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Food promotion and children Action Plan 2004
We already know that many children's diets contain more fat, sugar and salt than is recommended.
And children's obesity levels are rising, so much so that this situation has been described as 'a health timebomb' by the Chief Medical Officer for England in his 2002 Annual Report.
In the past ten years, levels of obesity have doubled among six year olds and trebled among 15 year olds, and levels are continuing to rise. This is why action needs to be taken.
We are committed to helping people improve their dietary health and this includes encouraging children to eat a more healthy diet.
One important area is the role played by the promotion of food, particularly food that is high in fat, sugar or salt.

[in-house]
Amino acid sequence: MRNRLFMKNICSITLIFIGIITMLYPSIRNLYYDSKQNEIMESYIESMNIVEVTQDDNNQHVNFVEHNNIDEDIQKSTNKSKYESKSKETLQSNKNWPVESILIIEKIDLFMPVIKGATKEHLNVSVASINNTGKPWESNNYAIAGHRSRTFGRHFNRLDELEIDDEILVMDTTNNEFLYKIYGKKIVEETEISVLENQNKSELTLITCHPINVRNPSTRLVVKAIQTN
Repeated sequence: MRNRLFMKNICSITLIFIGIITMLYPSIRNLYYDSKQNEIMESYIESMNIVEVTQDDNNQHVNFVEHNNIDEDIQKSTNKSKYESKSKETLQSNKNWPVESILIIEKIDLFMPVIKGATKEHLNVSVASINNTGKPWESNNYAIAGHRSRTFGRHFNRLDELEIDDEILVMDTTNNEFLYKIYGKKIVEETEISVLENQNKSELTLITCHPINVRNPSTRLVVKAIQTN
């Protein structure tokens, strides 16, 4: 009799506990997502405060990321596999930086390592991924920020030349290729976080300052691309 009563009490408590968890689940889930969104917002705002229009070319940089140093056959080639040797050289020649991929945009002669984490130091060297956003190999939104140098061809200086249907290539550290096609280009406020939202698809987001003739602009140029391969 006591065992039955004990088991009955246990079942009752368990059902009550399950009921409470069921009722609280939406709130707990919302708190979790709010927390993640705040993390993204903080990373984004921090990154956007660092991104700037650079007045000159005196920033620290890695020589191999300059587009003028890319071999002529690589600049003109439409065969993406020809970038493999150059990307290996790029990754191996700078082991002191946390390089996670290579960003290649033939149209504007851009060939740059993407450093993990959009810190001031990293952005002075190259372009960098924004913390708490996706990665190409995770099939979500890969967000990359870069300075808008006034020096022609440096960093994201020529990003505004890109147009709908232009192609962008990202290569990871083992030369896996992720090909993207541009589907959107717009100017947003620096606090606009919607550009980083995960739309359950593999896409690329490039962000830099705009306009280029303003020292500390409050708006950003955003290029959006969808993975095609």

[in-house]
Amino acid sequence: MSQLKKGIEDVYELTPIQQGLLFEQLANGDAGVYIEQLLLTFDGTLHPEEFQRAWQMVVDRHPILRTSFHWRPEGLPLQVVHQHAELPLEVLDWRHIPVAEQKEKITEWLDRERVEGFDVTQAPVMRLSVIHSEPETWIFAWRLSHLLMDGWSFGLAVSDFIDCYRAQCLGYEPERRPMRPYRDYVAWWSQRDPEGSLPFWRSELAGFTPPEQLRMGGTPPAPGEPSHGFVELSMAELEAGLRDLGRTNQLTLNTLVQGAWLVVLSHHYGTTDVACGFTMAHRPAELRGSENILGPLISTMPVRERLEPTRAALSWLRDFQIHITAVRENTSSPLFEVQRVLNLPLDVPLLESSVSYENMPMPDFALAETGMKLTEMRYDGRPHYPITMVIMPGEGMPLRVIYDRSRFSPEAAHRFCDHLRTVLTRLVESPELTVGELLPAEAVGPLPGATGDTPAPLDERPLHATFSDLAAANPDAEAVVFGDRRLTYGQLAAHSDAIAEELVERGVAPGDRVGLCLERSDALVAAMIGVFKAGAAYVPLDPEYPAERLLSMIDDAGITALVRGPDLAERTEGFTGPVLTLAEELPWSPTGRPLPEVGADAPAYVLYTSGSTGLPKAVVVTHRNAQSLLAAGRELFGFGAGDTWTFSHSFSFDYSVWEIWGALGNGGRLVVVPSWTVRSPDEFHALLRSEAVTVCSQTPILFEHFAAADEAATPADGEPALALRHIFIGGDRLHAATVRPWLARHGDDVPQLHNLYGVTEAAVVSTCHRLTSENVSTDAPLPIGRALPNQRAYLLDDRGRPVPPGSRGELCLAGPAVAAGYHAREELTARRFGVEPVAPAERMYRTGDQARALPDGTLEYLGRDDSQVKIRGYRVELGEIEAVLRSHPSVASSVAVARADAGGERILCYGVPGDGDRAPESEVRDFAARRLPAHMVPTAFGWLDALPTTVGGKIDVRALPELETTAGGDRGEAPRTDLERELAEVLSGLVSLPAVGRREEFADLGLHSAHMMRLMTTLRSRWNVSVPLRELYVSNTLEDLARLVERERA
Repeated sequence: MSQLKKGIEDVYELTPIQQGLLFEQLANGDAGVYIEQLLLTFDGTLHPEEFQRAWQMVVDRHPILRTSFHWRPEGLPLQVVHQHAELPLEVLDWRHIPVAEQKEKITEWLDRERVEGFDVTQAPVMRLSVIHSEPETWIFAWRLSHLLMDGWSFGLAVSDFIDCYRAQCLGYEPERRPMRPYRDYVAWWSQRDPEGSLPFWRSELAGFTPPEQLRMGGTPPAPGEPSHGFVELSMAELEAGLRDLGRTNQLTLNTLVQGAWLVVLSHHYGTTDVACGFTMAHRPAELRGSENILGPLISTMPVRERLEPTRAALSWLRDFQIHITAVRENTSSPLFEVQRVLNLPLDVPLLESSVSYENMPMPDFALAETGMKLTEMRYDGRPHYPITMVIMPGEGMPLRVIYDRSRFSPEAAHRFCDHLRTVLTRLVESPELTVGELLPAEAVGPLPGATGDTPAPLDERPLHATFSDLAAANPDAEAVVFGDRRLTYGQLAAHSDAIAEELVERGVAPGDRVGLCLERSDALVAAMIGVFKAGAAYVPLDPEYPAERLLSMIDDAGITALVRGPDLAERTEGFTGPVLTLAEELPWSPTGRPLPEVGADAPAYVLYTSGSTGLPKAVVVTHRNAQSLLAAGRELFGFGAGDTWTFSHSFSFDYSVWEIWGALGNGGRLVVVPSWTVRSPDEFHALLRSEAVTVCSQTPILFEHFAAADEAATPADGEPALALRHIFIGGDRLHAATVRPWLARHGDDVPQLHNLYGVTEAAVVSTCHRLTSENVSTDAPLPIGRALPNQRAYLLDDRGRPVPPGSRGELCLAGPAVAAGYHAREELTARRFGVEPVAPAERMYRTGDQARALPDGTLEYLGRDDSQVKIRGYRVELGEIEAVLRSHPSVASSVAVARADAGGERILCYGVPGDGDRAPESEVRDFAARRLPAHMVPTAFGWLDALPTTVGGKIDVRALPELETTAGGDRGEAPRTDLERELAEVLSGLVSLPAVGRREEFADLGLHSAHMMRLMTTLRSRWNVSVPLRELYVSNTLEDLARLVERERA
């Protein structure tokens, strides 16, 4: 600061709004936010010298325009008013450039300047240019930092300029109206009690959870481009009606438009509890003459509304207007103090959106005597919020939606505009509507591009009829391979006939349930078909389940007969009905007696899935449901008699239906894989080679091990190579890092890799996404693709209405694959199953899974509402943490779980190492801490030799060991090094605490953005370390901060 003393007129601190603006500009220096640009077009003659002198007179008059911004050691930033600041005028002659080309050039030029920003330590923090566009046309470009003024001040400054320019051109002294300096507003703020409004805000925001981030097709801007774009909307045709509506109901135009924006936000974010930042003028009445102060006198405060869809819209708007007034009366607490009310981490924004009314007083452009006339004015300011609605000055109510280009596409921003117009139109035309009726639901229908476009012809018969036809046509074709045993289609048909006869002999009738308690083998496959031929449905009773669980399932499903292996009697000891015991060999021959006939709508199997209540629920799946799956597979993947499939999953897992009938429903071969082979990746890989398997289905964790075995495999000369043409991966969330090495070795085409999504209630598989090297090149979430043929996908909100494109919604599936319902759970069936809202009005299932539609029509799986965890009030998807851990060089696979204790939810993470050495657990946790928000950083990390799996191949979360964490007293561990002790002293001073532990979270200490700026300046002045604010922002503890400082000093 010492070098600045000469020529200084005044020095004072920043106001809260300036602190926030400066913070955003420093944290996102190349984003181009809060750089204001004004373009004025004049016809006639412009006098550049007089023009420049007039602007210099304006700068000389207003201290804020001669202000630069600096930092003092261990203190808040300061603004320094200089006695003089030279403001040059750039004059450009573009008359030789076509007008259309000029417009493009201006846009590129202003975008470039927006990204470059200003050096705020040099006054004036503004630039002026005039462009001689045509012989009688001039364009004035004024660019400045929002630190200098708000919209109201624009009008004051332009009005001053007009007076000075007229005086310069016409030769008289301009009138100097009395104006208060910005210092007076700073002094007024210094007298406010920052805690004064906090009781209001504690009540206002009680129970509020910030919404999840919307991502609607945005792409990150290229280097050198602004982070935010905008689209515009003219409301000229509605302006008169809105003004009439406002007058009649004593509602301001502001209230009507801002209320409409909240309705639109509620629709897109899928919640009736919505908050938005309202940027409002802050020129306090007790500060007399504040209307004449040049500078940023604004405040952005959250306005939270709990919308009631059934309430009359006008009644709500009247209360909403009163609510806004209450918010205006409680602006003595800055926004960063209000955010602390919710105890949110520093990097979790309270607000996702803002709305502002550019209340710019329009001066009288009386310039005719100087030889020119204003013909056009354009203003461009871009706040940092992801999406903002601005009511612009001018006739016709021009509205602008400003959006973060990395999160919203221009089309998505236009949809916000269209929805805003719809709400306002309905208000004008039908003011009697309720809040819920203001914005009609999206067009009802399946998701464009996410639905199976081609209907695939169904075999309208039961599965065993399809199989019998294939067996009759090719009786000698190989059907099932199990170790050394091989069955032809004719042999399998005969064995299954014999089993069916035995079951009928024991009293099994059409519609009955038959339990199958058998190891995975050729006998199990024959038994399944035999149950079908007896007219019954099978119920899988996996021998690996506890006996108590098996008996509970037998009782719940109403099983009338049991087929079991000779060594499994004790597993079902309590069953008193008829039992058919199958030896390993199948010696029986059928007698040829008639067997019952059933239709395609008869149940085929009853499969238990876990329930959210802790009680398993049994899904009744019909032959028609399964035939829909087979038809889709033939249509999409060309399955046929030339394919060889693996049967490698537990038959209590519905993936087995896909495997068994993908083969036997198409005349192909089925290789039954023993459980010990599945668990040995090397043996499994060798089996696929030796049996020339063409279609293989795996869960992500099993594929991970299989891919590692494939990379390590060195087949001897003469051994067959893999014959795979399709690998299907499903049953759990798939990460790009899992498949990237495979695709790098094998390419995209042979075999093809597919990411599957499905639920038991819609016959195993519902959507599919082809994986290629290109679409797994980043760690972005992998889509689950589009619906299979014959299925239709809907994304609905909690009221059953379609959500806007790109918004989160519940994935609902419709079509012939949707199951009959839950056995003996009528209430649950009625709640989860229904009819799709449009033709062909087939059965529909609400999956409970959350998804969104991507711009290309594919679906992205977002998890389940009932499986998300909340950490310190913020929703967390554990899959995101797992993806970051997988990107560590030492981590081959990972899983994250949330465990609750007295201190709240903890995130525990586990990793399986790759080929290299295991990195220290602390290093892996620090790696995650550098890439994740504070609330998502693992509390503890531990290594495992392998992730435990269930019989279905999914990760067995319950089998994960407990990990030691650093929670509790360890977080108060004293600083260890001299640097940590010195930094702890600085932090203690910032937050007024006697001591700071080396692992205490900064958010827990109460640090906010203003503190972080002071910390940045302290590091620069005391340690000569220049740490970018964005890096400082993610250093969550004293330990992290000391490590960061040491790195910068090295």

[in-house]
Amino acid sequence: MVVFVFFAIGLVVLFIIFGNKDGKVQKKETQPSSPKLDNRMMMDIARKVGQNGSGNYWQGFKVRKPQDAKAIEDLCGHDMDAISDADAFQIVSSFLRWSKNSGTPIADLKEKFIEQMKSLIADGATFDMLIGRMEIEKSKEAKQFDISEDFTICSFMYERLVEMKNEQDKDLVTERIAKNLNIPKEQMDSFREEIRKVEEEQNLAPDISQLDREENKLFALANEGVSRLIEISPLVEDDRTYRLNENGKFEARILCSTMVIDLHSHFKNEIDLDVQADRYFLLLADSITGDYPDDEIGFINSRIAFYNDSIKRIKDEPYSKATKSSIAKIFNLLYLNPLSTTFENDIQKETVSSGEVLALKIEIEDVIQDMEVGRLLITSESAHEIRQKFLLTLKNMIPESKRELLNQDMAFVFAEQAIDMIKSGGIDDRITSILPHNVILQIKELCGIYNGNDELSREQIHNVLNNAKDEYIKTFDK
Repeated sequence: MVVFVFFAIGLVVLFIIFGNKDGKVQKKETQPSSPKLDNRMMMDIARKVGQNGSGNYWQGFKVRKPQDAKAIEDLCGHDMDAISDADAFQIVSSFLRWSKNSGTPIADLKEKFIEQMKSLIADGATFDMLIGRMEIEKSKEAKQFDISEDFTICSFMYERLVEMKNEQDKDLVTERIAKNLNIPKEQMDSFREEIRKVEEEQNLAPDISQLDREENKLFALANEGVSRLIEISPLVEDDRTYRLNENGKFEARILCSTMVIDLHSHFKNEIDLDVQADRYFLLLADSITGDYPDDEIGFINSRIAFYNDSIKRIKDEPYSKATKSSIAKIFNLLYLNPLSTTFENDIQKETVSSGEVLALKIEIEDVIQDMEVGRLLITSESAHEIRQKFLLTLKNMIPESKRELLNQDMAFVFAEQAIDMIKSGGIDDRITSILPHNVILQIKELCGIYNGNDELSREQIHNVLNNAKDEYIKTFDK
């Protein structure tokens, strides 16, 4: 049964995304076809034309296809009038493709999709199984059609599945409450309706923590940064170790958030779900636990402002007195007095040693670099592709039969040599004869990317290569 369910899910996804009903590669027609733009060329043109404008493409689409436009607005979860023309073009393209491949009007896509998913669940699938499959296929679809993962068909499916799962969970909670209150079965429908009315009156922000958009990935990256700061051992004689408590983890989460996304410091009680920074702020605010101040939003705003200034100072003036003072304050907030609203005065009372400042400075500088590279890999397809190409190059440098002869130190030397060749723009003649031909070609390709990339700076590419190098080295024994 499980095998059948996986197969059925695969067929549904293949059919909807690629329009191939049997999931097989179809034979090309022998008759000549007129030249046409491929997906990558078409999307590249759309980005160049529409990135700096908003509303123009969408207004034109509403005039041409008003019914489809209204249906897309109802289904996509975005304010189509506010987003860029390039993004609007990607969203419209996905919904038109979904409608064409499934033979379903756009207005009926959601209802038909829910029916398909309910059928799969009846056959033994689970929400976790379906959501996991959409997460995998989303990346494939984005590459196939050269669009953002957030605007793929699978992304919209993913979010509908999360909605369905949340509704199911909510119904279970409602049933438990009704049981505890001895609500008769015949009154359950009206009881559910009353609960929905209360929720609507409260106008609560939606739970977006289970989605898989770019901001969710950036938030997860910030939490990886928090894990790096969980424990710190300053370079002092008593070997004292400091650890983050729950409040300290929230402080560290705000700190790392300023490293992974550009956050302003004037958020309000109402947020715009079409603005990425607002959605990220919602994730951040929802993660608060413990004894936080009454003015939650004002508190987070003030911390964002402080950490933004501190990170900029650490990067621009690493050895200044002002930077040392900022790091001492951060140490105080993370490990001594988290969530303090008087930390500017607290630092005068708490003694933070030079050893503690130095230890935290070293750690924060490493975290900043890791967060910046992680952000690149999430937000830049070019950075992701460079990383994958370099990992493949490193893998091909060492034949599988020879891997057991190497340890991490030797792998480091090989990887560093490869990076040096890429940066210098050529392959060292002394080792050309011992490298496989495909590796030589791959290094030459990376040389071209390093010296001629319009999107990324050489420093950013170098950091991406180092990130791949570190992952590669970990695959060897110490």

The Agency has looked carefully at the evidence on the effect of food promotion on children's diets and considered the likely effectiveness of a range of possible actions, on which it has promoted a wide-ranging debate.
At the Agency's open Board meeting on 6 July 2004, Board members agreed an action plan aimed at Government, industry, schools and others, which is designed to encourage practices that promote healthy eating for children.
This action plan is the result of the extensive period of evidence gathering and consultation by the Agency.
It's important to stress that food promotion is not just about TV advertising. Although TV ads have dominated this sector, promotion today is multi-faceted, including print and radio, SMS text messaging, celebrity endorsements, sponsorship of educational materials, point-of-sale promotions, vending machines and voucher schemes, often supported by powerful branding.